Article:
How To Improve Your Savings Rate

By admin|October 29, 2014|Uncategorized|0 comments

How To Improve Your Savings Rate-Benchmark It

building-my-net-worthCompound interest is the most powerful force in the universe, it’s also the most difficult to grasp. Money buys you time, how often do we hear that if you save $20 today compounded over 40 years you’ll have X amount of dollars saved. I can’t even plan for next week yet we expect people to plan out for 40 years?

It isn’t easy to see how a few hundred bucks a month can add up to hundreds of thousands down the road. Our brain simply doesn’t work that way. You’re presuming there are no life changes, no bear markets and that people will continue to contribute every month regardless of the market. Instead of measuring in years you should benchmark your savings to improve your saving rate. Applying benchmarks on an annual basis is much simpler and more attainable than focusing on decades. Start with the small wins, celebrate it mildly when you achieve it. For those saving for retirement over time your small wins will snowball into a financial avalanche.

When starting out even if you’re in debt you should save up to the 401K employer match. Push to increase your savings rate every year. Here are some benchmarks to reach:
When your portfolio hits $10,000.
When your portfolio gains more than $1,000 in year.
When you are able to save more than $10,000 in a year.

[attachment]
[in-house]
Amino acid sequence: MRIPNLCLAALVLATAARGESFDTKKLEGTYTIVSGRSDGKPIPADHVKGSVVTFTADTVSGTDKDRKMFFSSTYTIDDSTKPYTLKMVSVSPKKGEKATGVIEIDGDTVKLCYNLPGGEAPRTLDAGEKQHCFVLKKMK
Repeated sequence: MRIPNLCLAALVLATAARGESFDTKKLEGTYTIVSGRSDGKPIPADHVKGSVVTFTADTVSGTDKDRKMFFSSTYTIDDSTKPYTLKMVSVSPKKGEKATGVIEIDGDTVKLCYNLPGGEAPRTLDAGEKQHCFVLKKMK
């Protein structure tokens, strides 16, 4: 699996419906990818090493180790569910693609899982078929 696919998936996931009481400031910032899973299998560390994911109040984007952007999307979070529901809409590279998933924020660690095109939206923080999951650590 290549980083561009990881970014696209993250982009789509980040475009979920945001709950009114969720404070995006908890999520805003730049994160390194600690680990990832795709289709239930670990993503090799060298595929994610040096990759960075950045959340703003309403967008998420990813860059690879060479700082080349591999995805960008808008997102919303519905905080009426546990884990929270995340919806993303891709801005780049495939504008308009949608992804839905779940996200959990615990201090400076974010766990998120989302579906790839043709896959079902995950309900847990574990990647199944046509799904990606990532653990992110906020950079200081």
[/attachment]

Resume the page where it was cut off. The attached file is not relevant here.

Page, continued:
When you reach 1X your salary by 30.
When you reach $10,000+ in investment gains in a year for the first time.
When you max out all your retirement accounts.
When your portfolio reaches six figures.
When you reach 3X current salary by 35.(This is needed if you want early Financial independence.) If not 3X salary by 40.
When your portfolio gains are greater than your annual contribution.
When you reach 5X your annual income.
When your portfolio increases from gains and contributions that surpasses your annual salary.
When every year your portfolio increase with contributions and market gains greater than your annual salary.
When the gains in your portfolio on an annual basis without contributions covers 100% of your living expenses.

At this point you’ve crossed over into true financial independence, where you can choose to work if you want to. Last year in our household our portfolio gains with contributions surpassed our combined income for the first time. My goal is to aggressively save and invest so that my portfolio every year exceeds our combined annual income. Of course bear markets will happen, as long as I can average my net worth goal over the next 10 years I will achieve early financial independence. Don’t worry about saving over decades, instead focus on short term benchmarks. Your future self will thank you.

How do you measure your savings? Do you use benchmarks? How do you measure success?

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